True. What’s the most outrageous thing that’s gone down here?

One night the power went out ten minutes before we opened, everything’s ready, reservations booked, no power. No phone, no register, no OpenTable, no guest information... We call PG&E, call off reservations, put everything away upstairs, put everything on ice... I came back at 8 pm that night, and the power was on!

Ouch. You killed your sommelier—no, PG&E guy—and are on death row. Last meal?

Things I can’t seem to get. Wild caviar; now in California, foie gras... Things are luxurious for a reason, they should be eaten sparingly; too often we haven’t done that, and many of them no longer exist, or they exist, but not the way they once were. Being able to flash back to when those things were there would be my ideal way to experience life before the curtains close.

Speaking of. One ingredient you can’t live without?

Water. I always say to my cooks, we’re in the business of handling water. Transferring water from one place to another… Everything to do with deepening flavor almost always has to do with removing water. So water, while completely necessary, half the time we’re trying to remove it. Roasting vegetables, searing meat, reducing a sauce.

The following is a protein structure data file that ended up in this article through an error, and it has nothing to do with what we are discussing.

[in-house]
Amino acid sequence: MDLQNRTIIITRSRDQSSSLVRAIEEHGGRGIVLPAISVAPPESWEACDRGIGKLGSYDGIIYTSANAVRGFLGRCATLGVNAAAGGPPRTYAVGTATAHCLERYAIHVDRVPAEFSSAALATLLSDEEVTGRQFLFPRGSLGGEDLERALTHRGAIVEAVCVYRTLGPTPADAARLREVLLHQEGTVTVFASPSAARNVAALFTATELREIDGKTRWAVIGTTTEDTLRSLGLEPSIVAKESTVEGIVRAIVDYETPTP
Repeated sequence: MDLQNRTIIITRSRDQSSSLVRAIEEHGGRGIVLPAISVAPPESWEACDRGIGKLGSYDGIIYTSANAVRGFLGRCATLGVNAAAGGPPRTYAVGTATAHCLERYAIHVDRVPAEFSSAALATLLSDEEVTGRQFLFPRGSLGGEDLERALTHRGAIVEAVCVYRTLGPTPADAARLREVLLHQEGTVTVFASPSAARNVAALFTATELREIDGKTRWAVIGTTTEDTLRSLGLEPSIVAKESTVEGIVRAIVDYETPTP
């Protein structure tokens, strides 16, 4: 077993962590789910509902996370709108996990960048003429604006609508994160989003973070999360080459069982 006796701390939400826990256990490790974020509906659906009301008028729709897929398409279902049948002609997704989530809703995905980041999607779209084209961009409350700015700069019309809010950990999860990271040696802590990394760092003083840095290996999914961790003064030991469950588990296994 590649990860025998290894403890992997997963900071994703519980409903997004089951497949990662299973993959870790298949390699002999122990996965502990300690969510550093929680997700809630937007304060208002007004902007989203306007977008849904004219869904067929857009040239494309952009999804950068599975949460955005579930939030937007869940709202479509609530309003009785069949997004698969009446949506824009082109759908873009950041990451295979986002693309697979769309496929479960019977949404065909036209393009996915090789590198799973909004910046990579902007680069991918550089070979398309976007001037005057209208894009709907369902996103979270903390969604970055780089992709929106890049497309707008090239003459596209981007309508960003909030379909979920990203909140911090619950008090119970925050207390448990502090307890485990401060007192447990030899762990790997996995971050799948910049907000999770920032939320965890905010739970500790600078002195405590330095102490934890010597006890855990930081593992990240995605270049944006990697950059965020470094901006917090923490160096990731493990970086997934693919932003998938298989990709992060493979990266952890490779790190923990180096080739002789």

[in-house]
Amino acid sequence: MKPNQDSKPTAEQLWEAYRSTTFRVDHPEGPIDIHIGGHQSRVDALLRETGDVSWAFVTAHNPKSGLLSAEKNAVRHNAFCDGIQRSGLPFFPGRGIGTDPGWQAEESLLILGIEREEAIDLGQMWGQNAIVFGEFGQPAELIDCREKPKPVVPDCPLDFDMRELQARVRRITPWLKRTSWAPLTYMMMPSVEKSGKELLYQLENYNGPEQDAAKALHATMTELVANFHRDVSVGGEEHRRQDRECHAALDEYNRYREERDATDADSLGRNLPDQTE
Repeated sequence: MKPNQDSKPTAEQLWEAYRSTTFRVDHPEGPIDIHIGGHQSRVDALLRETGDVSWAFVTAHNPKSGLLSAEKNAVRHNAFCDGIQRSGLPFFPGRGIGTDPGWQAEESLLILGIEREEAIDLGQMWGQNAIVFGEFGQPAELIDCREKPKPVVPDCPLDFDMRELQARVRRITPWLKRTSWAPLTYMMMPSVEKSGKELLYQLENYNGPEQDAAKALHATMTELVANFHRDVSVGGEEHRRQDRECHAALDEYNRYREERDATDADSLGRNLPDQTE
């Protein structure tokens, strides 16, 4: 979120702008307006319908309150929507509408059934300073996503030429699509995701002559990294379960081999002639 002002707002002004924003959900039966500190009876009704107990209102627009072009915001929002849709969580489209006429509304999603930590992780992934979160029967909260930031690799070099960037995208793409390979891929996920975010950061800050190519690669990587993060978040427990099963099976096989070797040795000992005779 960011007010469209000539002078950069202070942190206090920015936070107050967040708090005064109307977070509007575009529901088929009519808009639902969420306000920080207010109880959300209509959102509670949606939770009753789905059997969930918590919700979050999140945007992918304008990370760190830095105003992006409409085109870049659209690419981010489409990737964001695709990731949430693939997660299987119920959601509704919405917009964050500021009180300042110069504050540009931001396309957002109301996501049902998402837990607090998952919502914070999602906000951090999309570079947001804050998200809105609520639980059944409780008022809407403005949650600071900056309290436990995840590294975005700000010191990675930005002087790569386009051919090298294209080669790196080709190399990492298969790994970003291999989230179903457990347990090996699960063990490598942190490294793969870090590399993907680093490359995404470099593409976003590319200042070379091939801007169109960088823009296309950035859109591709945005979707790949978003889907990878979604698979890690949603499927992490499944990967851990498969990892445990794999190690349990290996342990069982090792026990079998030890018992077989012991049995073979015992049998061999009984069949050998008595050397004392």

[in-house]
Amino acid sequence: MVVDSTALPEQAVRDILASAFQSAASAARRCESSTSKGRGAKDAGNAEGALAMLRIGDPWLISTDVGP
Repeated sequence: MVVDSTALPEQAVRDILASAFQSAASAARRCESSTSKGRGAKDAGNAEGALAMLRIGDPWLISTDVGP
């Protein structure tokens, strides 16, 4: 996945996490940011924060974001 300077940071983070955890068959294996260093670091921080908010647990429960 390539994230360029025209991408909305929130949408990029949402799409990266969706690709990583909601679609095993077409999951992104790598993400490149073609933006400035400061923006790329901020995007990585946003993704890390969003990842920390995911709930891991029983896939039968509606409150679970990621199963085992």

Photo by Ed Anderson

Interesting. Favorite food city?

I love San Francisco, but Chicago’s surprised me. I worked there briefly a long time ago and all I remembered was it was cold. I’ve been lucky to go back quite a few times—so many cool, great restaurants. The chef community is exploding and Chicago has its own food culture, which is nice to see… I’m from New York, New Jersey but via New York, so it has a special place in my heart but it’s more international… They’re both great, in addition to San Francisco, where I’m happy to call home.

Fill in the blank. People might be surprised to see me eating ___.

I eat the occasional Reese’s peanut butter cup, but the older I get, the healthier I eat... I’m the guy that’s roasting vegetables, eating quinoa, making snacks that are bound with date puree. Would that surprise people?

Perhaps. And finally, bacon. Awesome, or overrated?

All ingredients are awesome; they become overrated if they become a crutch. The best chefs can identify their own weaknesses and try and strengthen them. Not just chefs; that applies to everybody… Years ago, with some cooks, we all worked in fairly high-end restaurants and joked about the seven deadly sins. Foie, lobster, truffles, caviar, beef, potatoes…

Is putting an egg on top one of them?

Probably should be. If every dish uses them, the menu kind of writes itself. It’s that same notion—a crutch; you’re ignoring the other things… Moving here, my thinking was sort of, being closer to the source of all this product, it should be easier to do my job... Diversity of ingredients, diversifying your techniques and talents is important; every good chef recognizes that.